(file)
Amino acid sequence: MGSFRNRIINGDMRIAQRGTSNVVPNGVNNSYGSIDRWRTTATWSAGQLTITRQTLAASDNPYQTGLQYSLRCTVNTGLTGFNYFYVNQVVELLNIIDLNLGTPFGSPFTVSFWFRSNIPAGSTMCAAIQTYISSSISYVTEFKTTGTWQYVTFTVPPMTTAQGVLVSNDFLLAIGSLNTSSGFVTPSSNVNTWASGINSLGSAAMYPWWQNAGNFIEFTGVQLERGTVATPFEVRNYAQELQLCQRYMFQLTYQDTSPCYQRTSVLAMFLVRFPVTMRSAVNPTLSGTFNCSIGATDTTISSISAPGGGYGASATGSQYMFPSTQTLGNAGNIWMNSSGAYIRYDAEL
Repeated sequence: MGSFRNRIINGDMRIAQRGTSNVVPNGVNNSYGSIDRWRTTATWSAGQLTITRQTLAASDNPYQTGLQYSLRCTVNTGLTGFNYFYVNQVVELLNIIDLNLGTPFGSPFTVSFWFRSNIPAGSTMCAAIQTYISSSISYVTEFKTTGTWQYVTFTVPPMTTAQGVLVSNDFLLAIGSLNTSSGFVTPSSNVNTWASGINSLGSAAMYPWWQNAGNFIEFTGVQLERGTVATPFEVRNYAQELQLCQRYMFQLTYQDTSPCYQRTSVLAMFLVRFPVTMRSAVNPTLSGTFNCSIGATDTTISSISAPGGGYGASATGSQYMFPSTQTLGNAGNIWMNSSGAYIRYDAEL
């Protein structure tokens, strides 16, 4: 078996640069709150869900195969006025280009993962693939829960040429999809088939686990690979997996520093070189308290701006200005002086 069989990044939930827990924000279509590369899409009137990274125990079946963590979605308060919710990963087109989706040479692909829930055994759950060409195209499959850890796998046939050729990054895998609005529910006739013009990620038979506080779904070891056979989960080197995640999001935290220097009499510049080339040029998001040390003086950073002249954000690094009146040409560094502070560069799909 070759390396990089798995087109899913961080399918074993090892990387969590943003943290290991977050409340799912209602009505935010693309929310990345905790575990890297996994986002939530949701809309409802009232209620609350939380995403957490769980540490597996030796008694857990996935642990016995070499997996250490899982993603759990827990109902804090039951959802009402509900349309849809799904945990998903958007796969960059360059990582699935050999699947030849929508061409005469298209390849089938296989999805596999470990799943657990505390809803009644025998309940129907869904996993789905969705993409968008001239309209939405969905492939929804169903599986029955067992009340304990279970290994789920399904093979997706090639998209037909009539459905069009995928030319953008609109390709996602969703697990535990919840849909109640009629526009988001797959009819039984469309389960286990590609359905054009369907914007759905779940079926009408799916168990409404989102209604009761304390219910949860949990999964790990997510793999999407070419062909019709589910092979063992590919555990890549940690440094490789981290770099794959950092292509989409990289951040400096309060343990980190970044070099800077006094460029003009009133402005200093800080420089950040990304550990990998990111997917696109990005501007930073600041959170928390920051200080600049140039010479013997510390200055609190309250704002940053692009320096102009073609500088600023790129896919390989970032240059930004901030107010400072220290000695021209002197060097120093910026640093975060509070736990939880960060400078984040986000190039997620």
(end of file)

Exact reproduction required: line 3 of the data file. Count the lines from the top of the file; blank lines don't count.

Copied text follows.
């Protein structure tokens, strides 16, 4: 078996640069709150869900195969006025280009993962693939829960040429999809088939686990690979997996520093070189308290701006200005002086 069989990044939930827990924000279509590369899409009137990274125990079946963590979605308060919710990963087109989706040479692909829930055994759950060409195209499959850890796998046939050729990054895998609005529910006739013009990620038979506080779904070891056979989960080197995640999001935290220097009499510049080339040029998001040390003086950073002249954000690094009146040409560094502070560069799909 070759390396990089798995087109899913961080399918074993090892990387969590943003943290290991977050409340799912209602009505935010693309929310990345905790575990890297996994986002939530949701809309409802009232209620609350939380995403957490769980540490597996030796008694857990996935642990016995070499997996250490899982993603759990827990109902804090039951959802009402509900349309849809799904945990998903958007796969960059360059990582699935050999699947030849929508061409005469298209390849089938296989999805596999470990799943657990505390809803009644025998309940129907869904996993789905969705993409968008001239309209939405969905492939929804169903599986029955067992009340304990279970290994789920399904093979997706090639998209037909009539459905069009995928030319953008609109390709996602969703697990535990919840849909109640009629526009988001797959009819039984469309389960286990590609359905054009369907914007759905779940079926009408799916168990409404989102209604009761304390219910949860949990999964790990997510793999999407070419062909019709589910092979063992590919555990890549940690440094490789981290770099794959950092292509989409990289951040400096309060343990980190970044070099800077006094460029003009009133402005200093800080420089950040990304550990990998990111997917696109990005501007930073600041959170928390920051200080600049140039010479013997510390200055609190309250704002940053692009320096102009073609500088600023790129896919390989970032240059930004901030107010400072220290000695021209002197060097120093910026640093975060509070736990939880960060400078984040986000190039997620």